What Drew You to Polytheism?

So the main reason why I’ve been missing in action (as I mentioned in my last entry) is that I’ve been training for a new job for the past three weeks. Today, I got into a short conversation with one of my training pod friends who asked for a link to this blog; I’d mentioned it earlier in the week. I’m actually writing this post on my break, because they asked me a question that people have actually been encouraging me to talk a little about recently (mostly my husband, but it’s come up in a few Discord servers that I’m on, too). That question was:

“What drew you to polytheism (or at least the subject of it)?”

So, what drew me to polytheism…? Good question. I’ve thought about why I became a polytheist - and I’ll talk a little about that - but I’ve never really thought about what piqued my interest in the first place. Something that I’ve not talked about on this blog is that for the first sixteen years of my life or so, I was Protestant. My mother is Born Again and was raised in the Brethren Church as well as Greek Orthodoxy, and all through my childhood - and especially in my teenage years - she was very openly religious and condemnatory of “non-Christian” actions. I wasn’t anywhere near as devout as she was, but my Christianity meant a lot to me, and I really tried to live by the tenets of Church of Scotland Protestantism.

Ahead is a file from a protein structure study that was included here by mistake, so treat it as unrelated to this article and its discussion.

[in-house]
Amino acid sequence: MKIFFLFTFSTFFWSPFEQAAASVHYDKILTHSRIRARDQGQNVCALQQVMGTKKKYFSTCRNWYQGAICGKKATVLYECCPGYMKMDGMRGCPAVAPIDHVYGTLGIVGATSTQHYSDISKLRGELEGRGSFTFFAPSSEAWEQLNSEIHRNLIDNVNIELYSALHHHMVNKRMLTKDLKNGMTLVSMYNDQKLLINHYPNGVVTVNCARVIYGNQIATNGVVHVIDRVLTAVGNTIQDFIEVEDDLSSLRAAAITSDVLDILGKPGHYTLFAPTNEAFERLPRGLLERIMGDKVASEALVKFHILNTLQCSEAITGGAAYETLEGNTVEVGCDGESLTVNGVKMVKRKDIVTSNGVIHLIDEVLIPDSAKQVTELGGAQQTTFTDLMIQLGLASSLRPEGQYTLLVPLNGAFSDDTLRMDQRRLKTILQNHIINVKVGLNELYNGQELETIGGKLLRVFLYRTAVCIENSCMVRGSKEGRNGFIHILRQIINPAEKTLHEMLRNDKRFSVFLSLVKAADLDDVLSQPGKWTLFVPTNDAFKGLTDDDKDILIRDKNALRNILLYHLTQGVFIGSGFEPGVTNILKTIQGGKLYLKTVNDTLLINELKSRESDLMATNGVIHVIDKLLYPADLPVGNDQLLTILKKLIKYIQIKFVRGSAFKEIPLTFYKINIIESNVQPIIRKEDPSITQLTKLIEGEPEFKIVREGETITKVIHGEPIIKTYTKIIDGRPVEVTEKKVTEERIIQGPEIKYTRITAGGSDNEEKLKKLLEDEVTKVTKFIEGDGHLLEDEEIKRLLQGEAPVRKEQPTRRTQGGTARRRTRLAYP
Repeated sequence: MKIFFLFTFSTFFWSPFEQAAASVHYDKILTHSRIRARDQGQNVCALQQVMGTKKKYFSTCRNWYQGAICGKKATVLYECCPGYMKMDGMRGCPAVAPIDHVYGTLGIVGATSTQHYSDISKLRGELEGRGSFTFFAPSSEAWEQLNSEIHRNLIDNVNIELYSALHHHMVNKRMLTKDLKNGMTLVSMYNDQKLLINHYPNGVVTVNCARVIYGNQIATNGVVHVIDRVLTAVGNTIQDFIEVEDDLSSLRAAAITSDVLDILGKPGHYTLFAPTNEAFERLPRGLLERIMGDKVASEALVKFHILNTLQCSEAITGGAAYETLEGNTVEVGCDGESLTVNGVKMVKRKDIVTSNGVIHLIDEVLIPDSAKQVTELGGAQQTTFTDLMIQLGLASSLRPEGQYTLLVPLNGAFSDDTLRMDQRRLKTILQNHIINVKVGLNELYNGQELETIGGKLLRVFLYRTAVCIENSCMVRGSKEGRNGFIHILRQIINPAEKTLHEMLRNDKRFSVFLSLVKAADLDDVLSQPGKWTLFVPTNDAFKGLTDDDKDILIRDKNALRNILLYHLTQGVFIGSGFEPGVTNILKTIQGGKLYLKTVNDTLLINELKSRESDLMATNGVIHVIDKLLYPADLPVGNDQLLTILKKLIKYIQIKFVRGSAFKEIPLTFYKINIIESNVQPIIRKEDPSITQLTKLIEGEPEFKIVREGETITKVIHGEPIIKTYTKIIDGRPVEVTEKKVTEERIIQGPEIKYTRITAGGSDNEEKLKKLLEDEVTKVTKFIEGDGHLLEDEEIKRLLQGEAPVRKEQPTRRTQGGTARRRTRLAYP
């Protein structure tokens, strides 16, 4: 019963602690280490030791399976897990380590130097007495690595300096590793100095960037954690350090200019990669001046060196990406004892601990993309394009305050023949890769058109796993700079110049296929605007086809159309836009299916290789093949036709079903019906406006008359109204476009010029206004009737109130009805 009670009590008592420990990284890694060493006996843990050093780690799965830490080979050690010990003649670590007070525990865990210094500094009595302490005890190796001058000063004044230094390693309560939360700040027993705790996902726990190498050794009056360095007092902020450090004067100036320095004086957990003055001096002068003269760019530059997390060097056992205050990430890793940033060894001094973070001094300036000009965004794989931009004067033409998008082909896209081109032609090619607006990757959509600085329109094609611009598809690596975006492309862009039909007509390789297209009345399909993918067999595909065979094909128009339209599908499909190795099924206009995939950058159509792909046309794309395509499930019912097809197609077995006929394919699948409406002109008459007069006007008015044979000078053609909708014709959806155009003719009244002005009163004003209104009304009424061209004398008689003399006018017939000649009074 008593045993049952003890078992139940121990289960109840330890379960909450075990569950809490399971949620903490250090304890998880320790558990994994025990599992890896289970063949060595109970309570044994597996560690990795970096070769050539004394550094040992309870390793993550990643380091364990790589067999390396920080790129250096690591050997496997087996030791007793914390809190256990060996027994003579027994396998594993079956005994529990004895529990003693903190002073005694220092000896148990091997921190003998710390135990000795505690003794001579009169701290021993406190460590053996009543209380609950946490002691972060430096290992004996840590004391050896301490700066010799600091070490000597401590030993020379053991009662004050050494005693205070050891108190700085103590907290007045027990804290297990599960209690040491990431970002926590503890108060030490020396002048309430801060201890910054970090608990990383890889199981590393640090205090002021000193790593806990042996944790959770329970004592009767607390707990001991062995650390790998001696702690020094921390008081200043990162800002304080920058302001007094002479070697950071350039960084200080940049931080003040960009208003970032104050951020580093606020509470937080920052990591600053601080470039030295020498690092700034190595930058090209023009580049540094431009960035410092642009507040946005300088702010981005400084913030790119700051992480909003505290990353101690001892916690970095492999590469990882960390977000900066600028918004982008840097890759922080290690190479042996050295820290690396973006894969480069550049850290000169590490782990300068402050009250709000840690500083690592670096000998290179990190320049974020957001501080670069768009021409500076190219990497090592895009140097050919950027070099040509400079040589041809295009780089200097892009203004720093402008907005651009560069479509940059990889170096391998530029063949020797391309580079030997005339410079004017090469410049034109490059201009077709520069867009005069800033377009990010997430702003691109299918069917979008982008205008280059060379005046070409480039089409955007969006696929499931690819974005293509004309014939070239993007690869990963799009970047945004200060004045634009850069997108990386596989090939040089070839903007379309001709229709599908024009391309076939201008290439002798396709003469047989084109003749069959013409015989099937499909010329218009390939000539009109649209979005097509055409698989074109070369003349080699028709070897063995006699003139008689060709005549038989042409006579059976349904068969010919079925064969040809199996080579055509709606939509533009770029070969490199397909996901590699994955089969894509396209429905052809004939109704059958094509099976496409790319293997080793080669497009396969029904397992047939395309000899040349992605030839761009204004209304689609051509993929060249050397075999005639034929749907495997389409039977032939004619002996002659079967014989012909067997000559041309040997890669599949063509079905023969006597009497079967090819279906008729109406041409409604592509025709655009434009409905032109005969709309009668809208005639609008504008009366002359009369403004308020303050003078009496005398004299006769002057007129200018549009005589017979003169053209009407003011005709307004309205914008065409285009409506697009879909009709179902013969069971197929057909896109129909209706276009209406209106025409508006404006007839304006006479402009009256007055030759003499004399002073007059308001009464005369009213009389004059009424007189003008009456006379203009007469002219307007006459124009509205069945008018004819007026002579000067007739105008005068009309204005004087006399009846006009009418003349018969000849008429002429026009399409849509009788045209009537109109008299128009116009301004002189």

Where my approach to religion now really deviates from my approach to religion then is in the reverence, and I suspect this is probably the root of why polytheism works for me. As a Protestant, I had a constant sense of guilt in the pit of my stomach. I had gay friends, and I couldn’t imagine why the God I believed in could punish and hate such wonderful people. I remember my first minister, who is a good family friend and one of the best people I have ever met… but he would read from The Book of Revelations every Sunday, to the point that even when I had stopped being Christian, those media scares of “the end of the world has been predicted today” still made me feel sick to the stomach with fear. Just in case I had made the wrong choice.


I also felt a constant drive to prove myself, which I don’t feel as a polytheist (at least, not to such an extent). My parents chose not to baptise me, instead leaving me to make the decision in adulthood when I felt that I was, I don’t know… properly dedicated to God. They never feared that I wouldn’t because it could not occur to them that I would be anything but.


As it is, I am dedicated to a God… just not the one(s) they expected.


Anyway, the point is that this is something that I wanted for myself as well. I went to Christian rock band concerts (don’t laugh) with my youth group, and I cried afterwards because I had not been “taken by the holy spirit” in the way that others had been. I couldn’t find that zen, what I now think of as trancing; I didn’t have that connection to their God. I wanted to be baptised, and I argued that I should be, because I thought that it would fix everything. (And as a side note, in any religion - making big, grand gestures that you are not ready for will never fix anything. Be patient, put in the work, self-evaluate whether the path is right for you.) And I wasn’t, and it didn’t. There was no magic wand to wave.